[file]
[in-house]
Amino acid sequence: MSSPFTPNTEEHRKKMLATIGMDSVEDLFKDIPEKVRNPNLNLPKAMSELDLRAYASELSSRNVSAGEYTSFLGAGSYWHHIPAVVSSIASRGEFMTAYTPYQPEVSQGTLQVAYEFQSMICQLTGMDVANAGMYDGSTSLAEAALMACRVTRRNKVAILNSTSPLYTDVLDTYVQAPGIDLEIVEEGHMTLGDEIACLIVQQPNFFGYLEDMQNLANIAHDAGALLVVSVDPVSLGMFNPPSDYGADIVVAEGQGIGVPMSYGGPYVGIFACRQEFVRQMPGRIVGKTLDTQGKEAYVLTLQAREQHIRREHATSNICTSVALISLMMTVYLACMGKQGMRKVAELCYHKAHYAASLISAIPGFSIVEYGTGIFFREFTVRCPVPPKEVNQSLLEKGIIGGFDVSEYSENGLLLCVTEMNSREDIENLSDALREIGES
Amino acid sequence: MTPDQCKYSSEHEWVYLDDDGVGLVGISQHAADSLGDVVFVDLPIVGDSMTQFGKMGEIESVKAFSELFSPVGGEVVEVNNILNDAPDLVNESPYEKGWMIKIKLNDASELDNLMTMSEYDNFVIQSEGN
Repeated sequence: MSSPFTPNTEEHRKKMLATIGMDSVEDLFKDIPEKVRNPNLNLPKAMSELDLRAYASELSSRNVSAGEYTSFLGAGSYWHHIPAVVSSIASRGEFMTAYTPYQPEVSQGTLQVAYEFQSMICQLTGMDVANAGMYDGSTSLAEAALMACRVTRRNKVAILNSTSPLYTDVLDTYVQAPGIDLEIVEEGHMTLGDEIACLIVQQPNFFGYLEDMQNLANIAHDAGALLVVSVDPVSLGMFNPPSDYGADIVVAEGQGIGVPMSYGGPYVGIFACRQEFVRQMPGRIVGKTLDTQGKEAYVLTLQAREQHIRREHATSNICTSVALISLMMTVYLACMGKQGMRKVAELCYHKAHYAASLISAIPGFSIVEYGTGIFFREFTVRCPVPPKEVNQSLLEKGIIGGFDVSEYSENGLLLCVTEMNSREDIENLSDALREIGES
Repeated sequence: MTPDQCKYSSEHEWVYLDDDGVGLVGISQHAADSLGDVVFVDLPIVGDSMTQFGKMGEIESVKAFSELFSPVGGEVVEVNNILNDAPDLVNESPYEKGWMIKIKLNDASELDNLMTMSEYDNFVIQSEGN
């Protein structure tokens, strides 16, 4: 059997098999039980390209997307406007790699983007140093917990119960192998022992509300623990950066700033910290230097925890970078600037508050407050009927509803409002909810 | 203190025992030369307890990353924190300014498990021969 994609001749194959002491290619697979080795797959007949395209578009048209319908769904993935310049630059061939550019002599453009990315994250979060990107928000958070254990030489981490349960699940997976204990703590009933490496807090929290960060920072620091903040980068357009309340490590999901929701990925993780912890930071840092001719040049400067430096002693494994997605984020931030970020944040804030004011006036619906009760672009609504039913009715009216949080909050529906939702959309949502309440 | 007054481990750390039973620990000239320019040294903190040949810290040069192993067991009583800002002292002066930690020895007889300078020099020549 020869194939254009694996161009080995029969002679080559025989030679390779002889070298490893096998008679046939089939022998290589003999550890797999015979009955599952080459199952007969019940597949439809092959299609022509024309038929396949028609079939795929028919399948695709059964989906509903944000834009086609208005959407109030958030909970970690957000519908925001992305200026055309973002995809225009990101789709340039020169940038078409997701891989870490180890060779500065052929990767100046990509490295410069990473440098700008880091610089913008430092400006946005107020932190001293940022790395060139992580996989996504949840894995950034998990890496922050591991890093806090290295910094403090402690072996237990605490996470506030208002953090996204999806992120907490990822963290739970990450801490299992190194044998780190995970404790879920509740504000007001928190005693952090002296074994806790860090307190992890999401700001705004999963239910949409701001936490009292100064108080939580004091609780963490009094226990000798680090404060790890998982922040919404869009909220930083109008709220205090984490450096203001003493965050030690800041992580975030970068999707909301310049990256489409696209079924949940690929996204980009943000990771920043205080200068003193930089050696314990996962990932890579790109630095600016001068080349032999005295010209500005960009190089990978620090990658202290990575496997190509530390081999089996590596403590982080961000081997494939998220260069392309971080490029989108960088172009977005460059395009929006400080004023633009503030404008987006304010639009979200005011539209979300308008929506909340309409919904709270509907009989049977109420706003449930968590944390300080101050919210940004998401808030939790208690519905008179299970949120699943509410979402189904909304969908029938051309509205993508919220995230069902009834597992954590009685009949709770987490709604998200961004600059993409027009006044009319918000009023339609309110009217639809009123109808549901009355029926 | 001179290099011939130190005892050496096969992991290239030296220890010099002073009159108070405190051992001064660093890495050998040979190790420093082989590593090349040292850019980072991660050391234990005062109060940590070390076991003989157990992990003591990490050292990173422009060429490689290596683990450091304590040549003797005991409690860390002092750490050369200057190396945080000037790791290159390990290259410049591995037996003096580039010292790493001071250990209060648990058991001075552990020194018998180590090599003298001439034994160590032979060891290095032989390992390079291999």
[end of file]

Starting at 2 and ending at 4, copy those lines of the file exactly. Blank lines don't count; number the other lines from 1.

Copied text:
Amino acid sequence: MSSPFTPNTEEHRKKMLATIGMDSVEDLFKDIPEKVRNPNLNLPKAMSELDLRAYASELSSRNVSAGEYTSFLGAGSYWHHIPAVVSSIASRGEFMTAYTPYQPEVSQGTLQVAYEFQSMICQLTGMDVANAGMYDGSTSLAEAALMACRVTRRNKVAILNSTSPLYTDVLDTYVQAPGIDLEIVEEGHMTLGDEIACLIVQQPNFFGYLEDMQNLANIAHDAGALLVVSVDPVSLGMFNPPSDYGADIVVAEGQGIGVPMSYGGPYVGIFACRQEFVRQMPGRIVGKTLDTQGKEAYVLTLQAREQHIRREHATSNICTSVALISLMMTVYLACMGKQGMRKVAELCYHKAHYAASLISAIPGFSIVEYGTGIFFREFTVRCPVPPKEVNQSLLEKGIIGGFDVSEYSENGLLLCVTEMNSREDIENLSDALREIGES
Amino acid sequence: MTPDQCKYSSEHEWVYLDDDGVGLVGISQHAADSLGDVVFVDLPIVGDSMTQFGKMGEIESVKAFSELFSPVGGEVVEVNNILNDAPDLVNESPYEKGWMIKIKLNDASELDNLMTMSEYDNFVIQSEGN
Repeated sequence: MSSPFTPNTEEHRKKMLATIGMDSVEDLFKDIPEKVRNPNLNLPKAMSELDLRAYASELSSRNVSAGEYTSFLGAGSYWHHIPAVVSSIASRGEFMTAYTPYQPEVSQGTLQVAYEFQSMICQLTGMDVANAGMYDGSTSLAEAALMACRVTRRNKVAILNSTSPLYTDVLDTYVQAPGIDLEIVEEGHMTLGDEIACLIVQQPNFFGYLEDMQNLANIAHDAGALLVVSVDPVSLGMFNPPSDYGADIVVAEGQGIGVPMSYGGPYVGIFACRQEFVRQMPGRIVGKTLDTQGKEAYVLTLQAREQHIRREHATSNICTSVALISLMMTVYLACMGKQGMRKVAELCYHKAHYAASLISAIPGFSIVEYGTGIFFREFTVRCPVPPKEVNQSLLEKGIIGGFDVSEYSENGLLLCVTEMNSREDIENLSDALREIGES